Anne by constance fenimore Woolson

Anne by Constance Fenimore Woolson

Another early novel is Constance Fenimore Woolson’s Anne (1882) set on Mackinac Island. Woolson was the great-niece of James Fenimore Cooper. she lived in Ohio but dearly loved to visit Mackinac Island. She was the aunt to Samuel and Henry Mather, owners of the Cleveland Mining Company. Henry Mather’s home still stands in Marquette, Michigan today, although no record exists that Woolson visited any of Upper Michigan other than Mackinac Island. When Woolson died, her nephew Samuel erected Anne’s Tablet on Mackinac Island in her memory. On the tablet is a passage from the novel. The novel itself has beautiful descriptions of Mackinac Island in winter, and frankly the Mackinac Island scenes are the most worth reading. It is a rather conventional romance novel of its time in that the heroine leaves the island and goes to the East Coast where she falls in love with a man in society but is ultimately jilted and returns home to Mackinac Island. It is not a great novel, but it is well worth reading for the descriptions of Mackinac Island alone.

Children’s Books

Much of Upper Michigan’s early nineteenth century literature is in the form of children’s books.

In 1904, Marquette author Carroll Watson Rankin published Dandelion Cottage, which is still considered a minor classic by many children’s literature enthusiasts. She reputedly wrote it because her daughter complained that she had read every book ever written for little girls. The story is about four little girls growing up in Lakeville in Upper Michigan who want a playhouse. The church allows them to use a small rental property it has in exchange for picking the dandelions off the lawn. The novel is based on a real house which still stands in Marquette today. See my previous post on Dandelion Cottage. Rankin went on to write several more books, including three sequels to Dandelion Cottage.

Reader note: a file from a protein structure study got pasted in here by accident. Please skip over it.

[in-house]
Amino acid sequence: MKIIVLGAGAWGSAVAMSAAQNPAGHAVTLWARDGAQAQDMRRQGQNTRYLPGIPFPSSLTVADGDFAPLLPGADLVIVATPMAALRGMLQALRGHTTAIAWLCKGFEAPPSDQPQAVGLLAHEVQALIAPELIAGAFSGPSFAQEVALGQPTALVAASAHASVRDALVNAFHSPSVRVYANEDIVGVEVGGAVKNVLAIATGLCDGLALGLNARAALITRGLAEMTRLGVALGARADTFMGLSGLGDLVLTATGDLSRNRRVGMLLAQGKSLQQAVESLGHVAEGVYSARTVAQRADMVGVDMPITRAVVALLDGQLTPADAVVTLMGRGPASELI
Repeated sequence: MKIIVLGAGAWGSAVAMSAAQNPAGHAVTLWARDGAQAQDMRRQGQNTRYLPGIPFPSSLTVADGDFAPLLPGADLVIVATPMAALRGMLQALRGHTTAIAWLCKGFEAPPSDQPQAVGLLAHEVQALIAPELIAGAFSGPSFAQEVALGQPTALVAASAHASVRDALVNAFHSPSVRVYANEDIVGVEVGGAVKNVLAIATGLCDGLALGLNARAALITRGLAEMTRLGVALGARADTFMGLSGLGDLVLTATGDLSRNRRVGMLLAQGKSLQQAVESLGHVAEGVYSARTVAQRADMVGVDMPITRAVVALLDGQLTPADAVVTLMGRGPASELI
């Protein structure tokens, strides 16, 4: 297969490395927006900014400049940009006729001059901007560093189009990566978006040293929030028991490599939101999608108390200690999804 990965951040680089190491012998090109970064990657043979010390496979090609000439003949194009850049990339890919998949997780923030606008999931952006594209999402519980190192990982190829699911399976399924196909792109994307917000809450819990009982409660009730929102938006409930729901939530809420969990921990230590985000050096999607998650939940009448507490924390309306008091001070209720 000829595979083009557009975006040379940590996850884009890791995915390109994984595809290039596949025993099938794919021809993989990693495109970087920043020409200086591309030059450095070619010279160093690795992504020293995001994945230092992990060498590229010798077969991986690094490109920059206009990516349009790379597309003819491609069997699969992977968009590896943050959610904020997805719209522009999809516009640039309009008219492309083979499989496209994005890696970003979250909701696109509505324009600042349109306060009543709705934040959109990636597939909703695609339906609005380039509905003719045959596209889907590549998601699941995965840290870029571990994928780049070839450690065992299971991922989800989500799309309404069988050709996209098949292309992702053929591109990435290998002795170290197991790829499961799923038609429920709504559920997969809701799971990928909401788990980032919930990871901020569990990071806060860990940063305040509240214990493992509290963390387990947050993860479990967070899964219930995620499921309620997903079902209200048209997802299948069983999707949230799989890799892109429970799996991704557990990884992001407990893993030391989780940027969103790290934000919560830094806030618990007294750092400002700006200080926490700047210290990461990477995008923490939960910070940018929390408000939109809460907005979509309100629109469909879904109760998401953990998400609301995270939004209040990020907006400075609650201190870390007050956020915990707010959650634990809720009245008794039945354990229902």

James Cloyd Bowman lived across the street from Rankin on Ridge Street in Marquette. He was the head of the English department at Northern State Teacher’s College (now NMU). He became famous for his children’s book story collections, especially Pecos Bill for which he won the Newberry Medal, but he also published a book about Upper Michigan’s own Paul Bunyan, and Tales from a Finnish Tupa (doubtless because of the Finnish population in the U.P.) and he wrote a little known novel Mystery Mountain, set in a fictional version of Marquette and featuring the Hotel Superior. I imagine he and Carroll Watson Rankin knew each other, living across the street from one another. If only their conversations had been recorded.

Two other children’s authors from Marquette were Dorothy Maywood Bird and Holly Wilson. Bird’s best known book, Granite Harbor (1944) is also set in a fictional Marquette and tells of a girl from Texas who comes to stay in Upper Michigan. Although resistant to her new home at first, she soon discovers how much fun a girl can have in the U.P., especially in winter with skiing and other activities. Bird wrote a couple of other novels as well.

Holly Wilson grew up in Marquette on Arch Street. She wrote several children’s books set in Upper Michigan, and others just set in the Great Lakes region. Among her best books are Clara the Unconquered, which depicts a fictionalized version of Marquette in its early years, Deborah Todd, the story of a girl’s antics based on Wilson’s childhood, and The Hundred Steps, about the hundred steps in Marquette that led from Ridge Street down to the harbor; Wilson uses the steps to depict the class divisions in the town.

U.P. Literature Becomes Famous

Anatomy of a murder by Robert TraverDr. James Cloyd Bowman taught creative writing at Northern, and one of his students was John Voelker, who would publish the bestselling Anatomy of a Murder (1956) under the pen name Robert Traver. Voelker used to bring his writing to where Bowman was residing and go over his stories with him. Wouldn’t we love to have those conversations recorded as well? Of all the novels to come out of Upper Michigan, Anatomy of a Murder remains the best known. It is based on a real murder that took place in Big Bay. Voelker was the defense attorney in the court case, and consequently, he was well-qualified to write a fictionalized version of it. In 1959, it was made into the film of the same name, starring Jimmy Stewart, Eve Arden, Lee Remick, George C. Scott, Ben Gazzara, and Arthur O’Connell.

Upper Michigan Literature Today

Novels set in the Upper Peninsula remained relatively few throughout the rest of the twentieth century, but in the last decade the number has grown tremendously as more and more locals come to appreciate how special Upper Michigan is as well as changes in the publishing industry allow people to self-publish their books.

Misery Bay by Steve Hamilton

Misery Bay by Steve Hamilton

Well-known authors like Jim Harrison have depicted Upper Michigan in books like Returning to Earth. Lilian Jackson Braun’s Cat series (The Cat Who Knew Shakespeare etc.) are set in a fictionalized U.P. town. Mystery novelist Steve Hamilton has set several books in the U.P. including Misery Bay . (You can catch Steve Hamilton as part of the U.P. Author Book Tour. He makes his last appearance on Beaver Island on Thursday afternoon, July 21st at the museum).  These authors have all achieved nationwide attention.